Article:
A recent investigation from Eyewitness 7 News in Chicago reveals a story that’s unfolded in many cities: people looking to find legitimate sober housing left without the resources they need. There aren’t enough beds to people trying to get help with addiction from harder drugs like opioids, and many of the homes are scams that don’t provide a safe, clean atmosphere.

“Not In My Backyard” Approach

Like many neighborhoods across the US, there is a resistance to allowing sober homes into communities where families live. People often complain and litigate sober living facilities out of their neighborhoods.

Michael Owens, executive director of Trinity Sober Living, has lived out this experience in the Chicago suburb of Hillsdale. He was preparing to open a sober living space “to help up to 10 men in recovery transition into a life free of alcohol and drugs,” he told the Eyewitness News. Unlike many facilities, he’s in the process of obtaining a recovery home license, which is voluntary but is recommended.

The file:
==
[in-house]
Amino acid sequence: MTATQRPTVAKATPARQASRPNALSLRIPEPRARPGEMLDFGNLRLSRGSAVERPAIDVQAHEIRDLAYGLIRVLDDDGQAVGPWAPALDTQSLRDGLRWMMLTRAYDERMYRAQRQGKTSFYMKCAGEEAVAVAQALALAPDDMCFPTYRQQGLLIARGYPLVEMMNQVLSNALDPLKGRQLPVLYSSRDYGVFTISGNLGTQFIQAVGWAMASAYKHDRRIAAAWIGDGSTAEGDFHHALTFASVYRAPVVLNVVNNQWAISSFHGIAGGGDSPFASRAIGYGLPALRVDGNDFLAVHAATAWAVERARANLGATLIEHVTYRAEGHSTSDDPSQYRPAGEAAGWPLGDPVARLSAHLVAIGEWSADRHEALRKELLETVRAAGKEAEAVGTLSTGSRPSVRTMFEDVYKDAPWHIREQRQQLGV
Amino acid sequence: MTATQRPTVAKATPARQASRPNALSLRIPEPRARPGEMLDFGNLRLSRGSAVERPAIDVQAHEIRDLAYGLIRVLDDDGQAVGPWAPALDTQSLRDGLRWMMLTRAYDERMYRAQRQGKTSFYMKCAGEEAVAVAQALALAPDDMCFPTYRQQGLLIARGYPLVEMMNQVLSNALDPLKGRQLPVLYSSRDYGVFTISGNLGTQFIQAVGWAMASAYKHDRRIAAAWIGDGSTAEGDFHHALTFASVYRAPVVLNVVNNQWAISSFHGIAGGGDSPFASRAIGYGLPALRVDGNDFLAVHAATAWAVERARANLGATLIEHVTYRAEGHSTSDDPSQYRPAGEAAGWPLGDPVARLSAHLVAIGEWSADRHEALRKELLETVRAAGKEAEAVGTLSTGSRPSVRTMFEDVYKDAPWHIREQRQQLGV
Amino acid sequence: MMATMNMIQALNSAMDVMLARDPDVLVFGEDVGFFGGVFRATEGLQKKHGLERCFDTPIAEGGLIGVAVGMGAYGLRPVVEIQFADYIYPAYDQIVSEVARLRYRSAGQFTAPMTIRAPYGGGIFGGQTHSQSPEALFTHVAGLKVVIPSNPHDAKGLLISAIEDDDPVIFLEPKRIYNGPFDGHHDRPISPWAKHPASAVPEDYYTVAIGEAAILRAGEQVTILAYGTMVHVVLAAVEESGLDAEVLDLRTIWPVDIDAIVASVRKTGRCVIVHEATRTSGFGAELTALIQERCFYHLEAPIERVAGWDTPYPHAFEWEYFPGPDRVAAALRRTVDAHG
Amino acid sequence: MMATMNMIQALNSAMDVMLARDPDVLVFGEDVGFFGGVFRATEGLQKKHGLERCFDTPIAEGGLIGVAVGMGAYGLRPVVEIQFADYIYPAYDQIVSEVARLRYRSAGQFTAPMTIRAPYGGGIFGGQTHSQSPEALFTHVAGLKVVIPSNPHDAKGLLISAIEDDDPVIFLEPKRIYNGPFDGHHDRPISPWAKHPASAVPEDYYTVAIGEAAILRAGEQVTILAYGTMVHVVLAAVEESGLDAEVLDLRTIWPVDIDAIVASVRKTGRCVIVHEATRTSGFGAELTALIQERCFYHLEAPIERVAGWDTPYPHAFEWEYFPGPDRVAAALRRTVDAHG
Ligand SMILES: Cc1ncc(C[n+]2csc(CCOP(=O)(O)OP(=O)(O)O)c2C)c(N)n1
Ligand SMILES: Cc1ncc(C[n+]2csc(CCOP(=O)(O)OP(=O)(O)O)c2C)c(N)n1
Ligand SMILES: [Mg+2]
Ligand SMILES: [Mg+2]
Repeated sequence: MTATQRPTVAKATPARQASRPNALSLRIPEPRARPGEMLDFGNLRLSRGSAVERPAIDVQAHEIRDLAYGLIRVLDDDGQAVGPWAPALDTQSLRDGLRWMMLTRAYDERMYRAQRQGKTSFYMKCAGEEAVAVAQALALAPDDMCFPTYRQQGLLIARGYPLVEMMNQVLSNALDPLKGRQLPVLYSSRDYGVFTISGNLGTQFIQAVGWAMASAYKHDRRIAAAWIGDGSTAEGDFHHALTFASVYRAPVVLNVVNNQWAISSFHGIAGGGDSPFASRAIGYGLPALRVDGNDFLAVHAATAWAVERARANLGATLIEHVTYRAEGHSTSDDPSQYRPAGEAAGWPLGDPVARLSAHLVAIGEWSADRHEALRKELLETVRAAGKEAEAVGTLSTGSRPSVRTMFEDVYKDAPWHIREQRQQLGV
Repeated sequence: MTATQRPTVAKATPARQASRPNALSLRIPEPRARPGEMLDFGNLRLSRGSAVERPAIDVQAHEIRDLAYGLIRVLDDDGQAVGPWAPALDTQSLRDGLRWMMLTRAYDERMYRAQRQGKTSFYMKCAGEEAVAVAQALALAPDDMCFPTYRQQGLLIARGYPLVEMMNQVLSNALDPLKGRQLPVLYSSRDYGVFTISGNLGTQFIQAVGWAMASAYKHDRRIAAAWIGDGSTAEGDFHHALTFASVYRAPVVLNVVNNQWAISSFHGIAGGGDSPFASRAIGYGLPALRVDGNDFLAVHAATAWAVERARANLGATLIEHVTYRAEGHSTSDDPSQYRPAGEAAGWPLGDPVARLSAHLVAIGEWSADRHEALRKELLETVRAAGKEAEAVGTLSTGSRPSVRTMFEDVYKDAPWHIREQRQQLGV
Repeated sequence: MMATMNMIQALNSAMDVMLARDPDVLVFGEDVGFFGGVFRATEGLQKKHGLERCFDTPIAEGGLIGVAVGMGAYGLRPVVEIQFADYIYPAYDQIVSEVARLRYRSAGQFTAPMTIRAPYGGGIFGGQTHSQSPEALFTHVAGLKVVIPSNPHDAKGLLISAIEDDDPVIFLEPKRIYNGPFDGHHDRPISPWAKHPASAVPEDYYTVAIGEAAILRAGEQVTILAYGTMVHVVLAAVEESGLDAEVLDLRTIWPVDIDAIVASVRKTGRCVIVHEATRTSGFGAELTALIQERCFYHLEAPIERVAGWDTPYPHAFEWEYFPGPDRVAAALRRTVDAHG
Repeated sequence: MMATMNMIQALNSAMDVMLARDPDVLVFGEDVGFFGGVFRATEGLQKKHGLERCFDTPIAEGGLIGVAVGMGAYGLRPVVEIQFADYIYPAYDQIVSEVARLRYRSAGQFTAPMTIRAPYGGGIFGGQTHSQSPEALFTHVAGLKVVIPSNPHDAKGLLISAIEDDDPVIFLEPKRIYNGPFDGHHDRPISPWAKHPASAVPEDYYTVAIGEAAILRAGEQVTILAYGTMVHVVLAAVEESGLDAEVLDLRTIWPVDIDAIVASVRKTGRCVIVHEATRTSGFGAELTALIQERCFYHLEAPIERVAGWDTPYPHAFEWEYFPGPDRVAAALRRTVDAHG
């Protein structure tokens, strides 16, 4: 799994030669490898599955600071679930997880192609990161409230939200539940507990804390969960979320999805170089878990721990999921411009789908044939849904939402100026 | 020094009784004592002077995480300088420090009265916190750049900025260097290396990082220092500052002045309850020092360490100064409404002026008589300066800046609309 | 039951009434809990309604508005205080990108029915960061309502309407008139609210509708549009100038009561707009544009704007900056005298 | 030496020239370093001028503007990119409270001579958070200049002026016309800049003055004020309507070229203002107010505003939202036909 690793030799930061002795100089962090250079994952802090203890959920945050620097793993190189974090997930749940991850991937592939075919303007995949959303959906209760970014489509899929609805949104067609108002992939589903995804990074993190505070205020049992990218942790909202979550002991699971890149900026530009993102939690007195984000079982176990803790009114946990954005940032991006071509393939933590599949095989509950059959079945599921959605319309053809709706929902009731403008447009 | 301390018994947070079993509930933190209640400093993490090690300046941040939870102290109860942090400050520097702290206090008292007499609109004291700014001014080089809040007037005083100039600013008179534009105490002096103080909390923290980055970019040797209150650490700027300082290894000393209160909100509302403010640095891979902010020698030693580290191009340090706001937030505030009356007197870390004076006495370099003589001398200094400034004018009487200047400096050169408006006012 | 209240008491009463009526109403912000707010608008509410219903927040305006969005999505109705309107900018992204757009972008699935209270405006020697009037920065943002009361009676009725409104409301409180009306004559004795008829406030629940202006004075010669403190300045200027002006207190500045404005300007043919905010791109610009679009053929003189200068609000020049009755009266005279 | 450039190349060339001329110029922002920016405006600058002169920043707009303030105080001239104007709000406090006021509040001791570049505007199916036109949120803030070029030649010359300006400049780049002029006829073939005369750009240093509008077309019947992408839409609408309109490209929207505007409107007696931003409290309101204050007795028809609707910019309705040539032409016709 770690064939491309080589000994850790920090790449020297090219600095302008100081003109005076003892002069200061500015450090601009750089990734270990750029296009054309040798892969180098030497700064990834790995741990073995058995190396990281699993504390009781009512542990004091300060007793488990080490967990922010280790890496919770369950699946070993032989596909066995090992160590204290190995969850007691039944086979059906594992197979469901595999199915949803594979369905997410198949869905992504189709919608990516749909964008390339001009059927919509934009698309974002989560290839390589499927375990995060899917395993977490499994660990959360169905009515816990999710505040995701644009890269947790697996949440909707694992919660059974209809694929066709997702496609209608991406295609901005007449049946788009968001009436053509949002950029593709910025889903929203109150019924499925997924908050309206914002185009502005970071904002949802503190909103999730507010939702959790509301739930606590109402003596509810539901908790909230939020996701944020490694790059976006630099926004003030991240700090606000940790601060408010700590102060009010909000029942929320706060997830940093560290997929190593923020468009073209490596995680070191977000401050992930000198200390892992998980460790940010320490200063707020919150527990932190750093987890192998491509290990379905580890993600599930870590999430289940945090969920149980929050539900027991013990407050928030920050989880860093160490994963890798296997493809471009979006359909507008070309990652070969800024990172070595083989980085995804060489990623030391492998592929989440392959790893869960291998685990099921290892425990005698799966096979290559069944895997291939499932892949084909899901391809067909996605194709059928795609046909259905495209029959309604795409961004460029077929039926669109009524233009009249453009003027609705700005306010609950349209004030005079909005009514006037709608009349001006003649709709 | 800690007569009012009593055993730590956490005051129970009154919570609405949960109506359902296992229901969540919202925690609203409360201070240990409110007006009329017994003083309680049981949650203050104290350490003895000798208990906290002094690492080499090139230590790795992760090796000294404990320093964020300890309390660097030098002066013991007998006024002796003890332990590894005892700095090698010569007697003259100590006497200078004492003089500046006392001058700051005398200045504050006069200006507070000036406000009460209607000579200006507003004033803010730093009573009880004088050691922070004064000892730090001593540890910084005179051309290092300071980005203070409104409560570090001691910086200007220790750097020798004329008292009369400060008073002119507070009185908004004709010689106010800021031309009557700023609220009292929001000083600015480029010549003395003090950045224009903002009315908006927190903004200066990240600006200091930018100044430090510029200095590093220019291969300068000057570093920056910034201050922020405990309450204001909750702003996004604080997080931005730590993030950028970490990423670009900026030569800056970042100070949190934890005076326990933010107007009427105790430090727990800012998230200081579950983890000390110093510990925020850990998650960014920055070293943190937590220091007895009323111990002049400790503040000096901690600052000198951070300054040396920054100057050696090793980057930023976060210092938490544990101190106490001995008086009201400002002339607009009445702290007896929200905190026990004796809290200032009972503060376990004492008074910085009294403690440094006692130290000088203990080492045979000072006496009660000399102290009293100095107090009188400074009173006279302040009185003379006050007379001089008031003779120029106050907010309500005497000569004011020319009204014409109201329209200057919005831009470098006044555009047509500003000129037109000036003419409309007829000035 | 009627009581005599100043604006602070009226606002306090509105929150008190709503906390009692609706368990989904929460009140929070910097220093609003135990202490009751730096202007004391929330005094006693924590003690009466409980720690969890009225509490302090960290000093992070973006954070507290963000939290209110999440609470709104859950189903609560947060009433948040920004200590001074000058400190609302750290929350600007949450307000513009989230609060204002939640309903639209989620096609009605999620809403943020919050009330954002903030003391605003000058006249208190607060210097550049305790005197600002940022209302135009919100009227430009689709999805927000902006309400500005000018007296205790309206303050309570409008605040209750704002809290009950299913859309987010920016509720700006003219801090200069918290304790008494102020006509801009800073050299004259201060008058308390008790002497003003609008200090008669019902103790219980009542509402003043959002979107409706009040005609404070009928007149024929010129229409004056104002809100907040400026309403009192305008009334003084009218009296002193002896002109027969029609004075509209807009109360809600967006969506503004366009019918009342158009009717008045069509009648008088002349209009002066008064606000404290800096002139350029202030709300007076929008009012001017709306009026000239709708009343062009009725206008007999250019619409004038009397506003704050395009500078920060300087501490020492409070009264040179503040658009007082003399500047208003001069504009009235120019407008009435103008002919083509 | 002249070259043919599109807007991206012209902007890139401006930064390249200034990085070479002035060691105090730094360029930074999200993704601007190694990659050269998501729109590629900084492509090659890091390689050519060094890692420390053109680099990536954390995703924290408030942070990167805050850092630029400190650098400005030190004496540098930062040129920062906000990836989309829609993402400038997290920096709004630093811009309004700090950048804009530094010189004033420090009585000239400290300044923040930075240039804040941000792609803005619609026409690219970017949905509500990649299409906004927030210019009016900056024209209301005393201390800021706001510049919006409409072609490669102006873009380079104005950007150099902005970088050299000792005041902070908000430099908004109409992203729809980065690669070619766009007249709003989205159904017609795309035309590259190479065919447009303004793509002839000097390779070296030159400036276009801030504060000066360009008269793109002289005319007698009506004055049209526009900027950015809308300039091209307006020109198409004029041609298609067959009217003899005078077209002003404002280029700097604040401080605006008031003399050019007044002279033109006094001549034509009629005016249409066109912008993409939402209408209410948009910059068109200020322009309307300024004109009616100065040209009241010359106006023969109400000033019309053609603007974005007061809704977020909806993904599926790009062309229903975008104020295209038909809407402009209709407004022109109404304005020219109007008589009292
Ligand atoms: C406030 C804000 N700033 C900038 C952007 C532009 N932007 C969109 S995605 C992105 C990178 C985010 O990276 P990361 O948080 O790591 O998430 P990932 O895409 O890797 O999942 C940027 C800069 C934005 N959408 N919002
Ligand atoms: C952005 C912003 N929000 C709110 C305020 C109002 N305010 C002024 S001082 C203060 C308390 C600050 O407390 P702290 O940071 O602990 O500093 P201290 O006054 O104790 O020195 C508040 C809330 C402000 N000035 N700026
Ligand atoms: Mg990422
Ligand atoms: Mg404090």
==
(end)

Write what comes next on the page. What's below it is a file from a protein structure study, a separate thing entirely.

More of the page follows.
Shortly after Owens purchased the home under its business name, the Village of Hinsdale sued Owens in DuPage County Court. The village says the house violates regulations on the amount of non-related people living in one house.

Sober Housing in Illinois: What’s Legitimate?

Few states have laws concerning what is considered sober housing versus drug treatment. Sober living situations don’t typically require a license. Treatment centers, however, do.  A housing director may want to get a license if they also conduct outpatient therapy or other types of substance abuse treatment on-site. While permits are voluntary, it’s a step towards accountability that may not have been there before.

The state of Illinois, like other states, has recently seen its share of unscrupulous sober home operators. Because of this, the state passed a new law earlier this year that requires the government to set up and maintain a recovery residence registry.

Advocates say that there needs to be more oversight of sober homes after the overdose death of a young woman who was kicked out of her sober living arrangement in the middle of the night. She overdosed in a motel shortly afterward.